Tumor production of vascular endothelial cell growth factor (VEGF)-C is associated with tumor lymphangiogenesis and lymph node metastasis. In this study, we examined the effects of small interfering RNA (siRNA)-mediated inhibition of VEGF-C on murine mammary tumor growth, metastasis, and survival. The mRNA and protein expression of VEGF-C in murine mammary tumor cells stably transfected with a VEGF-C siRNA vector were significantly lower compared with VEGF-C-control vector-transfected cells. Cl66-siVEGFC tumors had lower levels of lymphangiogenesis and lymph node and spontaneous lung metastasis than Cl66-control tumors. However, we did not observe significant differences in primary tumor growth and experimental lung metastasis between mice injected with Cl66-siVEGFC and Cl66-control cells. In addition, mice bearing Cl66-siVEGFC tumors lived significantly longer than mice bearing Cl66-control tumors. Furthermore, our data suggest that inhibition of VEGF-C modulates immune cell infiltration and their function, which might be critical in tumor immunity. In summary, our data show that inhibition of VEGF-C expression using siRNA-mediated gene silencing vectors reduces lymphangiogenesis and lymph node and spontaneous lung metastasis, and enhances survival.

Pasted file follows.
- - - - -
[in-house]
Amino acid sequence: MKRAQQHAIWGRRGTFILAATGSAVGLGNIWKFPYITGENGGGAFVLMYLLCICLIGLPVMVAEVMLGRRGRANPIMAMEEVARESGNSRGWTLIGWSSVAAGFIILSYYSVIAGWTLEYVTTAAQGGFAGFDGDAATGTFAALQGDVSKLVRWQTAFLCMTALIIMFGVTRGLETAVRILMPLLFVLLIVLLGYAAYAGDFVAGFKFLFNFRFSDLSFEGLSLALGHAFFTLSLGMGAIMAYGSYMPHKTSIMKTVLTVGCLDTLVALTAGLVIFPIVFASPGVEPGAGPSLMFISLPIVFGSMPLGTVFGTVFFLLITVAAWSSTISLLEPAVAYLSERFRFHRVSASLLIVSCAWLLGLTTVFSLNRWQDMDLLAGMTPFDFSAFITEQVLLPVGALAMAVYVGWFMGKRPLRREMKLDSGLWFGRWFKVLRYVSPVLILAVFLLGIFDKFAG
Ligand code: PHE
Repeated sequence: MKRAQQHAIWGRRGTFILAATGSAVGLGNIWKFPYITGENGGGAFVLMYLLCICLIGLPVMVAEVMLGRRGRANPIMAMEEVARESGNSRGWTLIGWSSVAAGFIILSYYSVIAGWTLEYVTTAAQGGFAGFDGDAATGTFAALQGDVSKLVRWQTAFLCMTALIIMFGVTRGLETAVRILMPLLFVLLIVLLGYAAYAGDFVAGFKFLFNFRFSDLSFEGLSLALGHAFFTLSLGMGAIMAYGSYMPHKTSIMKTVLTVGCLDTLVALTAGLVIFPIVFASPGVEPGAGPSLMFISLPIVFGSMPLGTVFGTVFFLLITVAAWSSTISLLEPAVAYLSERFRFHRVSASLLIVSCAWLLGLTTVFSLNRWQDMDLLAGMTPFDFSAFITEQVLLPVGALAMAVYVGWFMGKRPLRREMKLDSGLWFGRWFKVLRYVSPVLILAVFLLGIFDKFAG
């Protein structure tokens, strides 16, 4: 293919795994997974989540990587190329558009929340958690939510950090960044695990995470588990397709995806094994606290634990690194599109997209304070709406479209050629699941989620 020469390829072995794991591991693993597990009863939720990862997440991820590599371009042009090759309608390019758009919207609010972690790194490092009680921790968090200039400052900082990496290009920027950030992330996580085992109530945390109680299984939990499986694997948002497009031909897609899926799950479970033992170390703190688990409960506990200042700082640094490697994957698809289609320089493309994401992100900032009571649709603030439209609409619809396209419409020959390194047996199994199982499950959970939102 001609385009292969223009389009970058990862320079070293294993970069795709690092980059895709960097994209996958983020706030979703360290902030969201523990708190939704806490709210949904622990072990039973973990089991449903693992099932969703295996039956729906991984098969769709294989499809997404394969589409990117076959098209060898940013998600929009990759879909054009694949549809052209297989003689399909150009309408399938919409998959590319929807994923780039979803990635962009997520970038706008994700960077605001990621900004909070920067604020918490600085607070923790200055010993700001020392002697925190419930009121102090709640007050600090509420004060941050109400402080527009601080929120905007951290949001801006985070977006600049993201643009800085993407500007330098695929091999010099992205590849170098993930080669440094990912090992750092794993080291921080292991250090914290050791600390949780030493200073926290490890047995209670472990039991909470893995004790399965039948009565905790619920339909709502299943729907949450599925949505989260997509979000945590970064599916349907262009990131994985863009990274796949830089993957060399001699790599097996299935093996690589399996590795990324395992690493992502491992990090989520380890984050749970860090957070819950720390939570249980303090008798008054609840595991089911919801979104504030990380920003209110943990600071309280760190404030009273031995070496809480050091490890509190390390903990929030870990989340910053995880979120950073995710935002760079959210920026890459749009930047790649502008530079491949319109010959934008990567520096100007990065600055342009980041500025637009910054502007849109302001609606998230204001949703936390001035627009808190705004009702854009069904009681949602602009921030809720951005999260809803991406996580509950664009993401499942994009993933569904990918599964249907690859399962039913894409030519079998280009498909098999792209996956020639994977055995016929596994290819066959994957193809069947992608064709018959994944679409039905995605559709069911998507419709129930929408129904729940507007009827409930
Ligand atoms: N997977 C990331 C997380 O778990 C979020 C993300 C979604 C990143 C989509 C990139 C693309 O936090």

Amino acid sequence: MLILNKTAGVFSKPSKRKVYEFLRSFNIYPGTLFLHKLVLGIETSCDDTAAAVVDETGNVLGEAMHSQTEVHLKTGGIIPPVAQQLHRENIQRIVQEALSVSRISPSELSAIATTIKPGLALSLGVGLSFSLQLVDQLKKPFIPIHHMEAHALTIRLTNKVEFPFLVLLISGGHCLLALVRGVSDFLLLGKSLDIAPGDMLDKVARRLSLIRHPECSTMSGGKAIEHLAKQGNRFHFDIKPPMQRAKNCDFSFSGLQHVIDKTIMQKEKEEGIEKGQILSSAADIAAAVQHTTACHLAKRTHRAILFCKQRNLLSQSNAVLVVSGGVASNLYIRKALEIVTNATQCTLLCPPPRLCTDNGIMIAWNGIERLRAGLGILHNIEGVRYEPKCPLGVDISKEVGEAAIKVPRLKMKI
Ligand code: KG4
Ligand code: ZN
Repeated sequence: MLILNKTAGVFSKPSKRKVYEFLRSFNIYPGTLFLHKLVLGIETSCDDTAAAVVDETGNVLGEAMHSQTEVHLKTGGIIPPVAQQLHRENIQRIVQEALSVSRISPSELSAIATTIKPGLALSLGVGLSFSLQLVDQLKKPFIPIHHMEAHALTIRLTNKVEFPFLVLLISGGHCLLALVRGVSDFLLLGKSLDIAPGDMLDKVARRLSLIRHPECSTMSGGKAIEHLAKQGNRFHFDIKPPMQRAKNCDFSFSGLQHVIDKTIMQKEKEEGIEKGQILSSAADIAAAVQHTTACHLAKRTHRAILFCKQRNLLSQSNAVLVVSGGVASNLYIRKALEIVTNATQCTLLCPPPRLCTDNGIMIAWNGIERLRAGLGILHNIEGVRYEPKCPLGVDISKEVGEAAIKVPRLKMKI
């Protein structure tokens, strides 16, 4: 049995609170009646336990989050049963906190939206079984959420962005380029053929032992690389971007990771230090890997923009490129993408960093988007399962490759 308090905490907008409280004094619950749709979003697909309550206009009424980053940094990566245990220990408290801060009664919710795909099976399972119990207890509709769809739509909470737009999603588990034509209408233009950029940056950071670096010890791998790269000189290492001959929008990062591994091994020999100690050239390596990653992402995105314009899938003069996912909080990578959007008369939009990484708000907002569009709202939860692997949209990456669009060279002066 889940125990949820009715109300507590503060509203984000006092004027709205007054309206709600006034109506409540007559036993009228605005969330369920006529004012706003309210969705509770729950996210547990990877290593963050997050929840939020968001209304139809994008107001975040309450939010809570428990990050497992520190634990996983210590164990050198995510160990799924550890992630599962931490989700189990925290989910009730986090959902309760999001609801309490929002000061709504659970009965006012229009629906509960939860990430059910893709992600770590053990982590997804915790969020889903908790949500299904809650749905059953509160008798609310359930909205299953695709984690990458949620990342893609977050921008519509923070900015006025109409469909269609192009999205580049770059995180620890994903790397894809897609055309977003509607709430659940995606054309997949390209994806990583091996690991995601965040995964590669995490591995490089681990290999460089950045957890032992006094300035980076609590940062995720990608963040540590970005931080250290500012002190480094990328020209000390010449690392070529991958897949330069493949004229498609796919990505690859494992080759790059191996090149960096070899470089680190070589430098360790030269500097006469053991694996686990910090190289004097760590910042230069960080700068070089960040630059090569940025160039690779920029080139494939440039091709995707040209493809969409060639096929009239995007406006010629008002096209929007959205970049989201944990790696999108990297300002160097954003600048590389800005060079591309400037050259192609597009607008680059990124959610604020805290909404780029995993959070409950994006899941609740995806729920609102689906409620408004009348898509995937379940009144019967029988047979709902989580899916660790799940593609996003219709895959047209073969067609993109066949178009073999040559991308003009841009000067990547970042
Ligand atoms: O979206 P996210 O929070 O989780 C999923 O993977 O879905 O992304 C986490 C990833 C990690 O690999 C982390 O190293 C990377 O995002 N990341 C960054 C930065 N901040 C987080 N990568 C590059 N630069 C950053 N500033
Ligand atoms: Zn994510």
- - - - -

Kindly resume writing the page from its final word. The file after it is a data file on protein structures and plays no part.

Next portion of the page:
ASJC Scopus subject areas
- Cancer Research